What is beautiful, good or the best is not what becomes the ideal. Far more, the thing that is accepted as the ideal is beautiful, good or the best. Ideals are rooted in culture. They work only as long as they are partially or virtually unattainable for most people. They must be recognised by everybody in the group. Often, codes and status symbols act as signs that they have been reached. Designer clothing and uniform insignia are but two examples.
Adam & Eve, photographic print, 40 x 80 inch
If every member of a group strives to approach – and ultimately achieves – the group’s ideals, everybody will end up the same. There will be no more individuals. And nor, for that matter, will there be any more ideals. Because an ideal is, by definition, a standard that most people cannot fulfil. One can at most aspire to it. But not even that really happens because at some stage, certain people begin to notice that their individuality is at risk and their ideals are being debased. So they stop aspiring to them. They begin instead to add their own individual touches. With time, their countermovement generates new ideals that group members once again set out to fulfil. Sometimes the new ideals even generate new groups…. in a never-ending process.
Rough and accelerated demonstration of the changes in the 14-channel video installation:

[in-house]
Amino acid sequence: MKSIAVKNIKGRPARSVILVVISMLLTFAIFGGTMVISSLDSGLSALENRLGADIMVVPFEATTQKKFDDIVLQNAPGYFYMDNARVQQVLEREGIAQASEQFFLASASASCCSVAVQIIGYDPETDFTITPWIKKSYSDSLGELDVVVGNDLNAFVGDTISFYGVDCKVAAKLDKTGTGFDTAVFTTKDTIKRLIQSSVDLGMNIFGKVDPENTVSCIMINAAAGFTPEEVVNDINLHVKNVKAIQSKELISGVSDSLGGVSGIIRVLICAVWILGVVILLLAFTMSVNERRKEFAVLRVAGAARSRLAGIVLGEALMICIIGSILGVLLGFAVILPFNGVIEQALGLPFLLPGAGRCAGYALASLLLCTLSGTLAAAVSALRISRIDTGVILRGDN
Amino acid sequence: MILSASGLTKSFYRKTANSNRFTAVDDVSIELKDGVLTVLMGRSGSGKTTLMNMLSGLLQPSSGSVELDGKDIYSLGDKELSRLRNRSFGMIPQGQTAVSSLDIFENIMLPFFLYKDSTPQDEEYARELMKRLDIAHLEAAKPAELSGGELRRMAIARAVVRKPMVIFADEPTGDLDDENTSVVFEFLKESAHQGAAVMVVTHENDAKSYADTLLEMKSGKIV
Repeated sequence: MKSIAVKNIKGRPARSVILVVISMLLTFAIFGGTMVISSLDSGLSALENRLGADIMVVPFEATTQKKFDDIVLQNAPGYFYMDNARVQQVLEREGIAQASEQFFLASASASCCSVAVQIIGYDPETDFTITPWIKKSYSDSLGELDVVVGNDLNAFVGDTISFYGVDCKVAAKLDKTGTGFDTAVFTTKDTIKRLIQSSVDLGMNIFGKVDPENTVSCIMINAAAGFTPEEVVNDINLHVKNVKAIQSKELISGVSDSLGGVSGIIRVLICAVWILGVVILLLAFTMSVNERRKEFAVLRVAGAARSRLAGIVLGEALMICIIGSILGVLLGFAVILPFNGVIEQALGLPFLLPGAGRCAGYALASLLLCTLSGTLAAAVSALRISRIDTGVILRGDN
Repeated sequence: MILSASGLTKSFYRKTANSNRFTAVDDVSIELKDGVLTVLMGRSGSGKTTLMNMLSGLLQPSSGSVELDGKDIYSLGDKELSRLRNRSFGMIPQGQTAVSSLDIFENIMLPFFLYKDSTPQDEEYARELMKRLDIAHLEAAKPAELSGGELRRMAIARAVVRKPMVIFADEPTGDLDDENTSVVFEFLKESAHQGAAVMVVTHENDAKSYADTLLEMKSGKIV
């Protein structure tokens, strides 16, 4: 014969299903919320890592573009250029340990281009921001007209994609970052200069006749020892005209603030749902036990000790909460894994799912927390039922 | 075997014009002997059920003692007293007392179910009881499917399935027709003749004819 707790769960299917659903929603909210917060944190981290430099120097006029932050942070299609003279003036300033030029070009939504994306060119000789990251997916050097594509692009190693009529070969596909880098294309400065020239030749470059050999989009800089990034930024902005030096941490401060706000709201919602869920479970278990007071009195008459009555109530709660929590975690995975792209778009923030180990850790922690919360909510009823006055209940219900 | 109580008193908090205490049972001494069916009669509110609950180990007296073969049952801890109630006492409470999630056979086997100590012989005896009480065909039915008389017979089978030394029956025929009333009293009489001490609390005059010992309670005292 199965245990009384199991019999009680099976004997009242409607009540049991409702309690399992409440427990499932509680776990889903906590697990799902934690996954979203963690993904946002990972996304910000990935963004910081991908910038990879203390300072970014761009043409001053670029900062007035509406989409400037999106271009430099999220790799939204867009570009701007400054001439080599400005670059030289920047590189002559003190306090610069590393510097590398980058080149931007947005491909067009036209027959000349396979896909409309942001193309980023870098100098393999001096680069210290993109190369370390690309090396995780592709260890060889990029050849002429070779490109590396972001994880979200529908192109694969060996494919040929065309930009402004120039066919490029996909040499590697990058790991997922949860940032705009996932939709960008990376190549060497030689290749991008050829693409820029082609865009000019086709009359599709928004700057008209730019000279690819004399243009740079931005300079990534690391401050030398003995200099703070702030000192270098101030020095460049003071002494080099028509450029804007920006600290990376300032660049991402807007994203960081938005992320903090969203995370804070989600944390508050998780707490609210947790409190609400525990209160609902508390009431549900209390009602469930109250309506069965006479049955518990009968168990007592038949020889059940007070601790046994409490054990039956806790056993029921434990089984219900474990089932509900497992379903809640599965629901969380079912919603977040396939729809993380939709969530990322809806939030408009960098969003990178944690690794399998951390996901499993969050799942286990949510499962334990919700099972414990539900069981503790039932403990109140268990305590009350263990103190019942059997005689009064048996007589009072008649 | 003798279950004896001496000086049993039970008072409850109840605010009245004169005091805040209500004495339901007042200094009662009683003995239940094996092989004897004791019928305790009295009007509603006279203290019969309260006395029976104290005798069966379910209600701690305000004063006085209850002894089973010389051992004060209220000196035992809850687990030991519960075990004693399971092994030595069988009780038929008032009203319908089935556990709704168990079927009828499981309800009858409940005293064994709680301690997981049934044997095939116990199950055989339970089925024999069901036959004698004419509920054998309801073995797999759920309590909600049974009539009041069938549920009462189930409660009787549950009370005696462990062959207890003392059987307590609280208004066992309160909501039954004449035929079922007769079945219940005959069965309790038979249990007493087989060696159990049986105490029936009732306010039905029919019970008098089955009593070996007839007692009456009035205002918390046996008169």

Rather than representing modern-day beauty ideals, the figures of Adam and Eve in this work are my own arbitrary symbols for ideals. They embody the ever-changing ideals of a group.
For this project, I photographed seven men and seven women and specifically asked them not to try and “look their best”. Instead, I asked them to feel present in spirit and body, but to feel independent of their looks or appearance.
I took portrait photographs of them which I then processed digitally to produce sequences. These show the seven men and seven women gradually growing to resemble each other. Ultimately, all the men turn into identical figures of Adam and all the women turn into indistinguishable Eves. As artificial figures, Adam and Eve represent ideals. Once these ideals have been achieved, the reverse process sets in; the men and women become more and more individual again.
In total, the fourteen film sequences consist of around two thousand individual images. En route to becoming Adam or Eve, each figure undergoes a change process comprising seventy-two stages and lasting six minutes. Each transformation cycle consists of one hundred and forty-two images and runs simultaneously with the others. Together, the seven men and seven women become Adam and Eve. And together they are restored to Roman, Frank, and Hubert…, Daniela, Barbara and Heidi…